A new building in Poland shows what can be achieved with wood when modern architecture, traditional influences and respect for the environment are combined.Â
Wood has been used in construction for thousands of years, from simple log cabins to intricate wooden churches. Light-weight and versatile, it is a renewable resource that â when taken from sustainable sources â can be incorporated into environmentally-responsible construction projects.Â
These qualities are showcased by the Centre for the Promotion of Wood in eastern Poland, where wood features heavily both outside and inside the building.
Located in the ĆukĂłw forest district, the site of the Jata nature reserve, it was built as an administrative building for State Forests, which manages Polandâs state-owned forests.
The building was designed the MMA architecture firm in the city of Lublin, whose portfolio includes modern houses, a Scandinavian-inspired cafĂ© and a concert hall.
The architects designed the building as a âwood templeâ, which showcases the materialâs natural beauty and the ways in which it can be used in architecture.Â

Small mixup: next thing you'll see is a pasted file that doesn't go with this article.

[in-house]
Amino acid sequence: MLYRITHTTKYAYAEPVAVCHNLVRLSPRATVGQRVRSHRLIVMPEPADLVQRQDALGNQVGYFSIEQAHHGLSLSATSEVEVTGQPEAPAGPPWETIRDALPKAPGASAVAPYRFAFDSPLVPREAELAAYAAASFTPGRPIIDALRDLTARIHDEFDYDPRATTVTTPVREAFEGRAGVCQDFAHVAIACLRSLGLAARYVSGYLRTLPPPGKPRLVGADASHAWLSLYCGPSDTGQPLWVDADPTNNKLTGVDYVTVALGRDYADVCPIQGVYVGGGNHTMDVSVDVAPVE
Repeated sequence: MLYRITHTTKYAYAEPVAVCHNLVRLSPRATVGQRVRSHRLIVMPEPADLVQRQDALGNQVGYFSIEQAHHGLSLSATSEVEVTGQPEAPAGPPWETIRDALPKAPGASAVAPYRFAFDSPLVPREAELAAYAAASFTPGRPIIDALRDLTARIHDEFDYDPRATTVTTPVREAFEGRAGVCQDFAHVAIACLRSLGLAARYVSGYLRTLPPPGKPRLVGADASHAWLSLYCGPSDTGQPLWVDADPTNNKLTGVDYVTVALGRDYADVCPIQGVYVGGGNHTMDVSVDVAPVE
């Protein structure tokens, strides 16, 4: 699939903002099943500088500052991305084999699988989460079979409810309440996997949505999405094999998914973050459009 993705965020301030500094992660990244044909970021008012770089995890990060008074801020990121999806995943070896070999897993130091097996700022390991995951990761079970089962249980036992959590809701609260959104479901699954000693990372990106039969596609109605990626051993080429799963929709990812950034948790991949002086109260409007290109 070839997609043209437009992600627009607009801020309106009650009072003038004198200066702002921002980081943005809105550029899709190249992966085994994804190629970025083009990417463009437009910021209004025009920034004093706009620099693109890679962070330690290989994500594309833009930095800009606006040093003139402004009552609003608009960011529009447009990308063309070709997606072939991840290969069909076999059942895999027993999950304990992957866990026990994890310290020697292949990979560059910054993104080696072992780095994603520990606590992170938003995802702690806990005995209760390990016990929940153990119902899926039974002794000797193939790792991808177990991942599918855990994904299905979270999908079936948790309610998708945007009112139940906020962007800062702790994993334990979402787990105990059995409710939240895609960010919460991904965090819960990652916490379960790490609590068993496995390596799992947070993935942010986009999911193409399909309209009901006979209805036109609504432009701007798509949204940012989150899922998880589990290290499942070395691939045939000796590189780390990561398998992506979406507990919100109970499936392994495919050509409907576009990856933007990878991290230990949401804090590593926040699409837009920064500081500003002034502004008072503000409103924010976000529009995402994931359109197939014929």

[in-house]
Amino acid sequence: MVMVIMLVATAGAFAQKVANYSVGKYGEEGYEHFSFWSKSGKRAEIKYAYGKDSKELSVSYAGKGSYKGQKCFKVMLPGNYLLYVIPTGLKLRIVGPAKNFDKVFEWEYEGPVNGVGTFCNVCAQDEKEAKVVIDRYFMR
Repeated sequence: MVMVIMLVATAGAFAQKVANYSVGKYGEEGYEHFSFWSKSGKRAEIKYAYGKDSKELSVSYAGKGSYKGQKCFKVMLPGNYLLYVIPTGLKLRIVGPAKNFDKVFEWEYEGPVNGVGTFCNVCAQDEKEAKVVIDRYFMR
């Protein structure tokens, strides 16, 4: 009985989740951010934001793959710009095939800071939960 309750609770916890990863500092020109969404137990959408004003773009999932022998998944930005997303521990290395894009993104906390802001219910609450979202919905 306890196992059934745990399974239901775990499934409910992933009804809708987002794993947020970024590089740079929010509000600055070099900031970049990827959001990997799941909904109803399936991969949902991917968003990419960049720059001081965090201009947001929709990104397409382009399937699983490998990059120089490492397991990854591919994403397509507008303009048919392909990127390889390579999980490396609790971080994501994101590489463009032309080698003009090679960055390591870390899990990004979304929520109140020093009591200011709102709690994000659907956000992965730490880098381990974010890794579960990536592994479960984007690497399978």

âThe Centre for the Promotion of Wood is an excellent example of a âgreenâ investment carried out by a public unit,â they write on their website.
Although it echoes traditional wooden architecture, the building is modern in its approach to generating and conserving energy, in line with the standards of the Polish Institute of Passive Building. The roof features solar panels. Wood or materials derived from wood are used to insulate the building, which reduces the need for heating in winter and helps keep it cool in summer.
Inside, the building has a large space for meetings or other events with a huge window and a high ceiling. Wood features prominently in the design, from strong natural beams to more delicate wooden latticing that helps demarcate the space. Smaller rooms, including an office space, lead off from the main room. Upstairs, a mezzanine was built to house a permanent exhibition.
The result is a building that will age naturally and blends in with its surroundings, as the architects intended.